Relationships come and go but what if you were owed money when a relationship is ruined? That is the question behind alienation of affection cases. This is not about divorce, although it can be a connected issue. Alienation of affection is a civil charge and you can be paid money damages if you can prove your case. To see what this unusual form of personal injury law is all about, read on.
Who To Sue?
Even though you might want to sue the other person in the spoiled relationship, that is not the object of the action. A failed marriage or love affair is not enough to sue for alienation of affection — there has to be a third party behind the problem. People have cheated on each other, in various ways, forever. This form of civil law puts some of the blame for the break-up on the other person who entered the life of your loved one and created the rift between you. It should be mentioned that the target of this type of suit is usually a lover but you can sue just about anyone for alienation of affection. Say, for example, your in-laws have never liked you and have been trying to break you up for some time. You can sue them if you can show that their actions contributed to your relationship falling apart. Others who might be the target of an alienation of affection lawsuit include:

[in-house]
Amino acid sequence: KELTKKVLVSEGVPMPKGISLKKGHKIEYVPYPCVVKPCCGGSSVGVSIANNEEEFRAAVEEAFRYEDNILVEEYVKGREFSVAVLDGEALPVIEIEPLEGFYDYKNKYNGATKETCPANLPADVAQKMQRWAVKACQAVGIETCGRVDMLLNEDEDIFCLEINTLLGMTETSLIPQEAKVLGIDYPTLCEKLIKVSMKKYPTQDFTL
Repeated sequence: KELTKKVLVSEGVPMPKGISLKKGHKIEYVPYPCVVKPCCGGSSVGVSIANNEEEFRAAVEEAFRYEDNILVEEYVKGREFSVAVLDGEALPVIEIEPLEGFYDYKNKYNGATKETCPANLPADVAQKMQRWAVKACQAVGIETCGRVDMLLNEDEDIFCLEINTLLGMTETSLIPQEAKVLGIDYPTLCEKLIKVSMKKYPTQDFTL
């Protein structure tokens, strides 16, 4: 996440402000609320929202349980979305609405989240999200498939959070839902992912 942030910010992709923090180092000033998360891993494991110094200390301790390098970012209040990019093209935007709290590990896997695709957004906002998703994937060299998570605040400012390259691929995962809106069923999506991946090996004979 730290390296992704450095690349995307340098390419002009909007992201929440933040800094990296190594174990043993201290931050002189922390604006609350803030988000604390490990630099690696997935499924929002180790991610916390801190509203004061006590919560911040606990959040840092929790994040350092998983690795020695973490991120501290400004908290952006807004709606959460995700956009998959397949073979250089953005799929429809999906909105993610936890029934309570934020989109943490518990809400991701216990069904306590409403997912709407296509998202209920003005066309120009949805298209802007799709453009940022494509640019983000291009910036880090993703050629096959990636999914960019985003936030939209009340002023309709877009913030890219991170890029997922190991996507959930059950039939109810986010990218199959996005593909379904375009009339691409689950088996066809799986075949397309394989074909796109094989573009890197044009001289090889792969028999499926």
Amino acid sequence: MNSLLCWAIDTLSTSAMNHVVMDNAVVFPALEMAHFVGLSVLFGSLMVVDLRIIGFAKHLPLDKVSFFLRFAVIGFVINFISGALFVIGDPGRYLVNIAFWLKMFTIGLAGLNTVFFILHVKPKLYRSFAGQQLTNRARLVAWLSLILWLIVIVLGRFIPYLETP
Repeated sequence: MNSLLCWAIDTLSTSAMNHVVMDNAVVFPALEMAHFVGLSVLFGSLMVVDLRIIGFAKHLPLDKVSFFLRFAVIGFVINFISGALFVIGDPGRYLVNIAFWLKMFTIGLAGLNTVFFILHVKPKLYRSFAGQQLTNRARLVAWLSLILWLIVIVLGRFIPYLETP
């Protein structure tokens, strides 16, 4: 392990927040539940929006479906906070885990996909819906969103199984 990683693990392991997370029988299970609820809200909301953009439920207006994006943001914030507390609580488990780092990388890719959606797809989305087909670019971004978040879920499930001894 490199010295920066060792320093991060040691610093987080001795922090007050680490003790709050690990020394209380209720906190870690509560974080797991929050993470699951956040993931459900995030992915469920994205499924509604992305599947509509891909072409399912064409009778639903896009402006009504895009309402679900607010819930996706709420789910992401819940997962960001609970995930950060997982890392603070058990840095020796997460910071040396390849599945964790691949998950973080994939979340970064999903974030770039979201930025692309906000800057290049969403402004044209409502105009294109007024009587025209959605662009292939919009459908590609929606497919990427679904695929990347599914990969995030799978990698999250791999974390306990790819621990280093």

- Adult children
When you have been harmed, it's all about damages. This is the term to describe the ways your life has been negatively changed by the break-up. When it comes to damages with an alienation of affection case, you might suffer from the following:
- Loss of consortium
- Sickness or injury connected to the split (loss of health insurance might have caused you to be unable to seek medical care for a physical condition, for example)
- Financial support has been reduced or lost
- Psychological damage to your mental state
- Mental anguish on your children's behalf
- Damage to a family business
Proving Alienation of Affection
If you can prove some or all of the above damages, you must still meet the legal standards for alienation of affection. This involves showing that your relationship was fine and would have remained that way if not for the defendant. You must also link the actions of the defendant directly to the break-up. This is a complex civil matter and needs to be discussed with a personal injury lawyer.
Speak to a personal injury lawyer about your case today.